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Villain No. 10: Arjun Singh

In classic doublespeak, when asked by a scribe if the Rajiv Gandhi assassination could become an election issue, Singh said no.

Villain No. 10: Arjun Singh
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When future historians analyse the runup to the 1998 general elections, they will find that a hapless Congress was guided willy-nilly by Arjun Singh’s utterances, always in the name of Shrimati Sonia Gandhi, to take the plunge.

In a party that is clinging tenuously, desperately to its last recognised symbol—the Gandhi surname—Singh’s mastery of the art of surviving on the greasy Congress totem-pole was there for all to see through much of 1997.

And for one whose political life’s stated mission is to find the killers of one Gandhi (Rajiv), and for one whose reputation is built around being the suspected eyes and ears of another (Sonia), for Singh the Jain Commission report couldn’t have come at a more opportune time.

Stung after ending up a poor third in his own backyard, Satna, in the ’96 general elections, despite harbouring prime ministerial ambitions, and aware of his own strength—backroom manoeuvring, not activism—Singh spent considerable time at the Commission and set about exploiting Congressmen’s traditional weakness.

He managed to collect some papers and documents, reportedly vital intercepts stating the time and date of the Sriperumbudur hit, in an effort to whip up a frenzy. But security agencies proved smarter. They ensured nobody got anything crucial. Singh’s desperation now knew no bounds. He started demanding action against officials for "lapses" leading to the killing; then put the blame squarely on the doorsteps of Chandra Shekhar and V.P. Singh. And when even that didn’t stick, he insisted on the removal of the DMK from the UF government.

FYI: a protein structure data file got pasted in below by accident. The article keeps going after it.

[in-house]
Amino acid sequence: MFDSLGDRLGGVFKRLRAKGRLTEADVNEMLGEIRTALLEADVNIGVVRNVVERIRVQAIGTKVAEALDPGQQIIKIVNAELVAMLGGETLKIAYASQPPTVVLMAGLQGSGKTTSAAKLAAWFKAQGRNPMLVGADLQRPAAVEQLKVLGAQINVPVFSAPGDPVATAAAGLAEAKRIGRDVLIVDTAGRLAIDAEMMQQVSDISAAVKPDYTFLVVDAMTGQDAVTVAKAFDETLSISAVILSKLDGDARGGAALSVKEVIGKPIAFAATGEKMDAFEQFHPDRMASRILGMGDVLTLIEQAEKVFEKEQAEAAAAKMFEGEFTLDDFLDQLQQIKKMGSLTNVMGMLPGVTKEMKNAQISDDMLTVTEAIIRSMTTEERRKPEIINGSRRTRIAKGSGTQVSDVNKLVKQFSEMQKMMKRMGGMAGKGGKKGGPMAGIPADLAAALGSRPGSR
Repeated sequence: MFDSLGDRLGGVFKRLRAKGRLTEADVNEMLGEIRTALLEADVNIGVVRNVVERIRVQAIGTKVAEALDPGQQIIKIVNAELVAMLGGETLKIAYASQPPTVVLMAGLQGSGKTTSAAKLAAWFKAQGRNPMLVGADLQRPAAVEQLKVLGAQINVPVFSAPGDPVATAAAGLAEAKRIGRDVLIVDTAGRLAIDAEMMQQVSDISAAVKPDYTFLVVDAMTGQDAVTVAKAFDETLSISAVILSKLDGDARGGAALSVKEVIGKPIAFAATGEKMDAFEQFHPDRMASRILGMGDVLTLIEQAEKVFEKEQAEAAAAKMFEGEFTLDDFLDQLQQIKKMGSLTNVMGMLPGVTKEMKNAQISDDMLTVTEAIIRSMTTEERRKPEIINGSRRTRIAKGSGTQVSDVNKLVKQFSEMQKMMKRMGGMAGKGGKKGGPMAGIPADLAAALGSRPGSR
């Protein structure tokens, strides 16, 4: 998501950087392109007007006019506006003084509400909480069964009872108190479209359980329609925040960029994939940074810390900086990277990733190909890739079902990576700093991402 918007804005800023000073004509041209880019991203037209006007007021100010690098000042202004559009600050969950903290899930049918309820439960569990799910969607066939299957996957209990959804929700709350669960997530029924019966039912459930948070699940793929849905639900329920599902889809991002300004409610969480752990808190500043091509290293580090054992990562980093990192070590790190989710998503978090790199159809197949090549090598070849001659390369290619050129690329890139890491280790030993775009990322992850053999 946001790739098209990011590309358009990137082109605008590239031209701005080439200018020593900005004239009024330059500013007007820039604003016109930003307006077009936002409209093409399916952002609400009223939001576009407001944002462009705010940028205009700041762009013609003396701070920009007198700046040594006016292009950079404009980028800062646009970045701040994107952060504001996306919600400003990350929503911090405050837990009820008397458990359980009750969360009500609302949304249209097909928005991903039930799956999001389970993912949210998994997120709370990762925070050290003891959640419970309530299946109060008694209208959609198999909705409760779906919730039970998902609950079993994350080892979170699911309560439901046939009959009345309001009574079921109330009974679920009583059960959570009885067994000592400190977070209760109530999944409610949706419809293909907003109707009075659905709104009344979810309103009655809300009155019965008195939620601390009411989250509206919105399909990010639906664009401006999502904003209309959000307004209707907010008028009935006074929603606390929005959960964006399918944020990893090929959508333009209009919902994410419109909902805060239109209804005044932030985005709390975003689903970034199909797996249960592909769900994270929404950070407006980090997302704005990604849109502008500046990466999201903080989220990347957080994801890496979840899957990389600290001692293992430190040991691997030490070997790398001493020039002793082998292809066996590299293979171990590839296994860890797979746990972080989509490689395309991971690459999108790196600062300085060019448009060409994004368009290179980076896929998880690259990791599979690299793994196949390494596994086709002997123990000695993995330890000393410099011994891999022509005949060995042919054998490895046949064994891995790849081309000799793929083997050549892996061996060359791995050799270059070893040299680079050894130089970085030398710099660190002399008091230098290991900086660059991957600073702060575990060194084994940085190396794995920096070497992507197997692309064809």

From there to the election post was a natural progression for Singh who had been savvy enough to jump on to the Jain Commission bandwagon after it was set up in 1992. Of course, claiming to represent the interests of 10, Janpath. Sonia’s disinclination to comment on anything beyond the ambit of the Rajiv Gandhi Foundation suited him just fine.

Along the way, he saw in it the potential to resuscitate his own tottering career. He quit the cabinet in December 1994 in protest against the Nara-simha Rao government’s decision to do away with the Jain Commission. When Sonia Gandhi alleged in 1996 that the government was not doing enough to find Rajiv’s killers, Singh was quick to grab the bait. Since then he has let loose an endless series of posers, embarrassing successive Congress-supported governments, and baying for the collective blood of all perceived as politically inconvenient.

But has Singh’s wiliness really paid off? Did he play his cards right when he insisted on the Congress withdrawal of support to the United Front? Already Congressmen are deserting their party on the eve of elections—some like Mamata are even willing to align with the once-"untouchable" BJP.

Singh’s great unsaid promise of getting Sonia to campaign does not seem to have worked out, except for choruses from veteran Congressmen "calling upon Soniaji’’ to lead the party. If the initial responses are anything to go by, the party seems to be in real trouble. Singh’s propensity to wake up late in a political crisis is well known. In the Babri demolition case, he realised the gravity of the situation two months after the incident.

Hard practitioner of realpolitik, Singh isn’t giving up. He’s keen to keep the BSP candidate out of Satna during the polls. He’s been working hard on Kanshi Ram without breaking much ground. In classic doublespeak, when asked by a scribe if the Rajiv Gandhi assassination could become an election issue, Singh said no.

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